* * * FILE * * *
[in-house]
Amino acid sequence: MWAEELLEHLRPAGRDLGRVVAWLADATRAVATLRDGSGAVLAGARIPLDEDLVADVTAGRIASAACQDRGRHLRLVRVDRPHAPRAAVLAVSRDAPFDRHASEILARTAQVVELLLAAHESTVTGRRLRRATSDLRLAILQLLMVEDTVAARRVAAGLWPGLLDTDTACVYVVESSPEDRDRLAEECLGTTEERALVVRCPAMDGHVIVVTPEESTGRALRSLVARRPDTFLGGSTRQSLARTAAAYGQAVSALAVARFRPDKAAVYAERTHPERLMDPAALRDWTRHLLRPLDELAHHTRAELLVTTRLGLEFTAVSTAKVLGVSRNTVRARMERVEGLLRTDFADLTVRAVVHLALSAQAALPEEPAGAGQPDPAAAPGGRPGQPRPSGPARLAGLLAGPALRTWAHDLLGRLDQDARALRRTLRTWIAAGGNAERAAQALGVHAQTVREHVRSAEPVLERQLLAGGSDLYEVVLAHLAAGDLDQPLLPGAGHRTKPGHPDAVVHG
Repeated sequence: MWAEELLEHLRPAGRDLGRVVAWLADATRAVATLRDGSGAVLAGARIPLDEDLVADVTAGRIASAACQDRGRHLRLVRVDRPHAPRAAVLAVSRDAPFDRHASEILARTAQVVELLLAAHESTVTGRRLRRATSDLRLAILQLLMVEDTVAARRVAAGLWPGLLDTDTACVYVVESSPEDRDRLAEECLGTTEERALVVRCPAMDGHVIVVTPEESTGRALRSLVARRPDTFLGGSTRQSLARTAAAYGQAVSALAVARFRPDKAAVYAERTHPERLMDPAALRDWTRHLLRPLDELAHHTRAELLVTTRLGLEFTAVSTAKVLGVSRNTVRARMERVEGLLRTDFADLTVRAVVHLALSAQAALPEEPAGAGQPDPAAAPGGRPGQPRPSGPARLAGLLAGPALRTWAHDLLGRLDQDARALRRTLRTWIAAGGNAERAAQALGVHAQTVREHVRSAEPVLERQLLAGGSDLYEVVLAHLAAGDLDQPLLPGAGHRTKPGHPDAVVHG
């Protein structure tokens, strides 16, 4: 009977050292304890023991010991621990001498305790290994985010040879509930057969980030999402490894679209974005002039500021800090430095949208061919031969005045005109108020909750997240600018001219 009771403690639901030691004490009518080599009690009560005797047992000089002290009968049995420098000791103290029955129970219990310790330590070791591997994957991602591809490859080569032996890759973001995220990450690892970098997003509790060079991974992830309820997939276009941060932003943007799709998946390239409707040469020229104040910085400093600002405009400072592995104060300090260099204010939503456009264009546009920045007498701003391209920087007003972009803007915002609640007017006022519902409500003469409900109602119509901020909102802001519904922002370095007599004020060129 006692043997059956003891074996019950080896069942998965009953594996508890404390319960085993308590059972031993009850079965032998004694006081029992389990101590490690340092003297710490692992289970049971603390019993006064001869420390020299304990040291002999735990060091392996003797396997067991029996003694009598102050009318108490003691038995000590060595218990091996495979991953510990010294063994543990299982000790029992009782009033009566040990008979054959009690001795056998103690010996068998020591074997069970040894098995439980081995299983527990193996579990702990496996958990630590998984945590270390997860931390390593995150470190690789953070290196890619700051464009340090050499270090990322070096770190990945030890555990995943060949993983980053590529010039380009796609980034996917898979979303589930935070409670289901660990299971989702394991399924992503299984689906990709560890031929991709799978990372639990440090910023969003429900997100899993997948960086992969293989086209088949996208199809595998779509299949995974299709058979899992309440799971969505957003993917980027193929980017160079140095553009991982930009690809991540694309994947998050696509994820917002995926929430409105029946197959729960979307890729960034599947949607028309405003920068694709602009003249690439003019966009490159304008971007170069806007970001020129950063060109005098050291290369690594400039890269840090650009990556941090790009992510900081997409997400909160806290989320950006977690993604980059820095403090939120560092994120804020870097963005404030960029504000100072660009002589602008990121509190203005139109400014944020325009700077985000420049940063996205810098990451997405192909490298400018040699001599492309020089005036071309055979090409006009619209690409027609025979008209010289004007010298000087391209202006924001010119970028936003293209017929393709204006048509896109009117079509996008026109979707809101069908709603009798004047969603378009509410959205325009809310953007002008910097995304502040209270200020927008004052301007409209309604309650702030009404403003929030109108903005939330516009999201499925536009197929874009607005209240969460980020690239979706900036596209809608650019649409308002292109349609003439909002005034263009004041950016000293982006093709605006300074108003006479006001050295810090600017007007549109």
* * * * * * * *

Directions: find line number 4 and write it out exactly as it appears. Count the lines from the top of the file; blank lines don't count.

């Protein structure tokens, strides 16, 4: 009977050292304890023991010991621990001498305790290994985010040879509930057969980030999402490894679209974005002039500021800090430095949208061919031969005045005109108020909750997240600018001219 009771403690639901030691004490009518080599009690009560005797047992000089002290009968049995420098000791103290029955129970219990310790330590070791591997994957991602591809490859080569032996890759973001995220990450690892970098997003509790060079991974992830309820997939276009941060932003943007799709998946390239409707040469020229104040910085400093600002405009400072592995104060300090260099204010939503456009264009546009920045007498701003391209920087007003972009803007915002609640007017006022519902409500003469409900109602119509901020909102802001519904922002370095007599004020060129 006692043997059956003891074996019950080896069942998965009953594996508890404390319960085993308590059972031993009850079965032998004694006081029992389990101590490690340092003297710490692992289970049971603390019993006064001869420390020299304990040291002999735990060091392996003797396997067991029996003694009598102050009318108490003691038995000590060595218990091996495979991953510990010294063994543990299982000790029992009782009033009566040990008979054959009690001795056998103690010996068998020591074997069970040894098995439980081995299983527990193996579990702990496996958990630590998984945590270390997860931390390593995150470190690789953070290196890619700051464009340090050499270090990322070096770190990945030890555990995943060949993983980053590529010039380009796609980034996917898979979303589930935070409670289901660990299971989702394991399924992503299984689906990709560890031929991709799978990372639990440090910023969003429900997100899993997948960086992969293989086209088949996208199809595998779509299949995974299709058979899992309440799971969505957003993917980027193929980017160079140095553009991982930009690809991540694309994947998050696509994820917002995926929430409105029946197959729960979307890729960034599947949607028309405003920068694709602009003249690439003019966009490159304008971007170069806007970001020129950063060109005098050291290369690594400039890269840090650009990556941090790009992510900081997409997400909160806290989320950006977690993604980059820095403090939120560092994120804020870097963005404030960029504000100072660009002589602008990121509190203005139109400014944020325009700077985000420049940063996205810098990451997405192909490298400018040699001599492309020089005036071309055979090409006009619209690409027609025979008209010289004007010298000087391209202006924001010119970028936003293209017929393709204006048509896109009117079509996008026109979707809101069908709603009798004047969603378009509410959205325009809310953007002008910097995304502040209270200020927008004052301007409209309604309650702030009404403003929030109108903005939330516009999201499925536009197929874009607005209240969460980020690239979706900036596209809608650019649409308002292109349609003439909002005034263009004041950016000293982006093709605006300074108003006479006001050295810090600017007007549109």